On a More Positive Note: Our Legacy of Hope

Growing up in Jacinto City, Texas, I was well within the urban lasso of Houston, yet I was insulated from its cultural amenities by barriers of transportation and income. Downtown Houston was a 30 to 45 minute bus ride from Jacinto City with lots of stops along the way for pickup and dropoff. We could do a few of the things that were free such as the zoo, the public parks, the art museum, and the free concerts at the Miller Outdoor Theater in Hermann Park. But those were rare occasions and I grew up without an ear for good music, with the barest exposure to the visual arts, and no experience with drama beyond the plays I saw on our high school stage.

My participation in the arts did not improve much as an adult after moving into the city proper and having a better income of my own. This reduced the impact of the barriers of distance and income but did not eliminate them completely.

Interior of the Freeport LNG Theater in the Brazosport Center for the Arts and Sciences
Interior of the Freeport LNG Theater, one of the venues where Brazosport Center Stages performs in The Center

Then, in 1982, we moved to an exurban area of Brazoria County – south of town, Lake Jackson. We were far enough removed from Houston that its urban amenities were virtually out of reach. For the kids in the poorer homes in our area, they were distant dreams if they were dreams at all.

But not long after arriving here, we learned that the performing and visual arts were available, affordable and a quick three mile drive down Oyster Creek Drive to the Brazosport Center for the Arts and Sciences.

My posts have tended to dwell on the things we have done wrong politically, socially and economically and continue doing wrong. Those things form the basis of the pieces carrying the title Our Bitter Legacy. But, of course, there are some things we are doing right. The Brazosport Center for Arts and Sciences is one of them. It argues for recognition that we are also at work on our legacy of hope.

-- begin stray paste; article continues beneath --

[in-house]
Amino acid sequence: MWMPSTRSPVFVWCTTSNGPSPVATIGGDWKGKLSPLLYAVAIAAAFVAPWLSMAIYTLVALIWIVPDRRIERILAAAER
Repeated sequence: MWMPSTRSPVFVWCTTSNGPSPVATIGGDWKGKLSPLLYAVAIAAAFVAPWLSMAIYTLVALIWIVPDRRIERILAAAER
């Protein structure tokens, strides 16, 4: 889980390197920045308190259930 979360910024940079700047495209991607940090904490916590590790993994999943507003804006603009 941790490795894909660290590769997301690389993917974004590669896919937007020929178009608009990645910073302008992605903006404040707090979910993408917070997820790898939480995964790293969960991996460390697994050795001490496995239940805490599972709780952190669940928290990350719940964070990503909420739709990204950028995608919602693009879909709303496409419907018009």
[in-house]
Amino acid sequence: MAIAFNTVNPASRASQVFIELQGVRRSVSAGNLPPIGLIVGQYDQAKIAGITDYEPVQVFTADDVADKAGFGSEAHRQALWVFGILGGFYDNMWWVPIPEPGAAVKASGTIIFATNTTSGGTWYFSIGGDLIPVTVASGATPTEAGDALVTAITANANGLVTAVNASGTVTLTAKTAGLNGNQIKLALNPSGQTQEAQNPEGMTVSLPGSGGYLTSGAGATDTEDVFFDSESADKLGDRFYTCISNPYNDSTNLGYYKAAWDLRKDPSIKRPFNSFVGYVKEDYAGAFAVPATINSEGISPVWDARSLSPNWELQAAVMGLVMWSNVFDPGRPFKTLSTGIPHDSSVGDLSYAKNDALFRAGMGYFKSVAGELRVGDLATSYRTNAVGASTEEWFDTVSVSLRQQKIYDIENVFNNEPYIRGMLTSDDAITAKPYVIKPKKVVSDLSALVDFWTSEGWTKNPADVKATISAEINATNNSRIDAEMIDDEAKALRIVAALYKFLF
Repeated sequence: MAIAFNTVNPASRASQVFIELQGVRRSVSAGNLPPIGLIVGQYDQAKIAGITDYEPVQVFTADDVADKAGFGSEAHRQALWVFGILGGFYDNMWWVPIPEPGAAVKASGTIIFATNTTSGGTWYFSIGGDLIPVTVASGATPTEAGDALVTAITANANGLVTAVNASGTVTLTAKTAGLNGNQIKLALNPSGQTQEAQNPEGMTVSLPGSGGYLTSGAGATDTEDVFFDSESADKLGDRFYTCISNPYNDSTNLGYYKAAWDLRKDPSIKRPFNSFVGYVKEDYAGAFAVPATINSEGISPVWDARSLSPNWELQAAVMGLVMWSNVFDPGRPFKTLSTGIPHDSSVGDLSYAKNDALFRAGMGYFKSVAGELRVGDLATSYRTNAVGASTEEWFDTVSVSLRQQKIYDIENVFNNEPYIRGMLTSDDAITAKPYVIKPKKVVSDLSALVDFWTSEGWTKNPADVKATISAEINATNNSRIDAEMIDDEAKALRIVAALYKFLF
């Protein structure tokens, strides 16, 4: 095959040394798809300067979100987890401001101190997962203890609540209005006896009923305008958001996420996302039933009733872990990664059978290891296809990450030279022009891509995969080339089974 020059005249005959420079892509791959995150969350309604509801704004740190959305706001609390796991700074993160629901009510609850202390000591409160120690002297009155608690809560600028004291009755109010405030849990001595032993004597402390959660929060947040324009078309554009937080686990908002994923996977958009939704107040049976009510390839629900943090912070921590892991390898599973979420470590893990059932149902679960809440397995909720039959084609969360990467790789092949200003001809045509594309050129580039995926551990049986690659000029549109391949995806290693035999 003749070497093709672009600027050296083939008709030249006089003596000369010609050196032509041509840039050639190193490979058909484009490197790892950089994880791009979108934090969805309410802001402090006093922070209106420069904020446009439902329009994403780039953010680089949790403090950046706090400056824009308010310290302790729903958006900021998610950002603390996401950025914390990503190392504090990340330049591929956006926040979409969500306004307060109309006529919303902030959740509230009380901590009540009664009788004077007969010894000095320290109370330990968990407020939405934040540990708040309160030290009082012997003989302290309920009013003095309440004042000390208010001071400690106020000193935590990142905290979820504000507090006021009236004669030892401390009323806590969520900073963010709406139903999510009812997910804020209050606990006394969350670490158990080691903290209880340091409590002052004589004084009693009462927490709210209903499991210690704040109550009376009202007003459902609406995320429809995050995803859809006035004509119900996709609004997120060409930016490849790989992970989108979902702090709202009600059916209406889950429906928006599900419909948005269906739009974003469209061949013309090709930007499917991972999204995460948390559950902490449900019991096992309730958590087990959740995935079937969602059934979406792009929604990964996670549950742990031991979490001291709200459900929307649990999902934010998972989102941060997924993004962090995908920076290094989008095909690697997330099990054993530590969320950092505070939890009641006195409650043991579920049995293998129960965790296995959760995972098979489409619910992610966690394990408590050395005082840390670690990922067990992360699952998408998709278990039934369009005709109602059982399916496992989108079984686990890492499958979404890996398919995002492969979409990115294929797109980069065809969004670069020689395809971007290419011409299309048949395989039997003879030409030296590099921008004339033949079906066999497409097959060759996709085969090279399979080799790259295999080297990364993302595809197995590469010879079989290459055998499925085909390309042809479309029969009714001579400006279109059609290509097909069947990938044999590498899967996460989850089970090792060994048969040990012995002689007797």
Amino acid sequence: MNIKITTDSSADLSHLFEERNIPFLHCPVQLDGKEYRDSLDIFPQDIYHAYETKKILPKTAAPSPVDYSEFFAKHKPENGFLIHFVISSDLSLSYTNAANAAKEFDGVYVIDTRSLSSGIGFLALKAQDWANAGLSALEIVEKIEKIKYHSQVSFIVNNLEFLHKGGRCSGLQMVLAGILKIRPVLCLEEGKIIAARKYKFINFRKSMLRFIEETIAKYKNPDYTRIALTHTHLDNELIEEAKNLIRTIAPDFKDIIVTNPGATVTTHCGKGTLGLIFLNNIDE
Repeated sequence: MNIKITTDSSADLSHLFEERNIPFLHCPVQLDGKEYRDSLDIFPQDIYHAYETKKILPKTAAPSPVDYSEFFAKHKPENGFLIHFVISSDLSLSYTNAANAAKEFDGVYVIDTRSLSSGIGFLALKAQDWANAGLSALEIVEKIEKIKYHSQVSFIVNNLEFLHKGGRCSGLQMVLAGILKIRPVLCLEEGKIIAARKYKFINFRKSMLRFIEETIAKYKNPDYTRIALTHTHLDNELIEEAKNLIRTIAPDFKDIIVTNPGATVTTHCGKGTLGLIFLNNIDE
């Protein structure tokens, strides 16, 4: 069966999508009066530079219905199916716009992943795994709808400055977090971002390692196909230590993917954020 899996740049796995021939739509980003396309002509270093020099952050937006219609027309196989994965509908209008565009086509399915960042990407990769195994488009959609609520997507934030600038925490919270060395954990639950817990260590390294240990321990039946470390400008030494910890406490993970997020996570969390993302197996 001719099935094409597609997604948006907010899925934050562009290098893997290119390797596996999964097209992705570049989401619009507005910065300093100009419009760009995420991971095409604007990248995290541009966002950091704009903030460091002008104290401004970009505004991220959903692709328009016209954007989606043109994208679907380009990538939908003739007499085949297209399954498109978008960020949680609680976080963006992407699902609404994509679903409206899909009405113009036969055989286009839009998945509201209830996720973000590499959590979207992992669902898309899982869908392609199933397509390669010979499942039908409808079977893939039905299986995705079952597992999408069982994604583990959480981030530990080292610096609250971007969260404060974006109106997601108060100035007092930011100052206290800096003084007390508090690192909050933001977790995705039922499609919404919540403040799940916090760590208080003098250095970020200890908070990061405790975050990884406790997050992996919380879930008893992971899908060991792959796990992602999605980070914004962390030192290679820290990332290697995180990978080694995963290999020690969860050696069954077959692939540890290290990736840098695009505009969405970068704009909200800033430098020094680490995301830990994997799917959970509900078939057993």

Continue reading “On a More Positive Note: Our Legacy of Hope”

IV. Our Bitter Legacy: Fear in the Classroom

Thirty-five miles northeast of where I sit this morning, ten people lie dead in mortuaries in or around Alvin and Santa Fe, Texas, victims of a teenager who had easy access to guns and potential victims. We know little about his mental state or motives. But we do know that it was senseless and preventable.

Yesterday, during the saturation news coverage from the Santa Fe High School grounds, local officials ushered our governor outside to the press area that had been set up in the school’s parking lot. Governor Abbott offered some words of comfort and some information the media had been awaiting.  And of course he offered up the requisite promise of listening sessions, town halls, round tables and such.

Then he introduced two people who had no particular reason for being there — Dan Patrick and Ted Cruz, Lt. Governor and U. S. Senator, respectively. Cruz informed us that “Texas has once again seen the face of evil” and that there have been “too damn many of these [mass shootings].” Continue reading “IV. Our Bitter Legacy: Fear in the Classroom”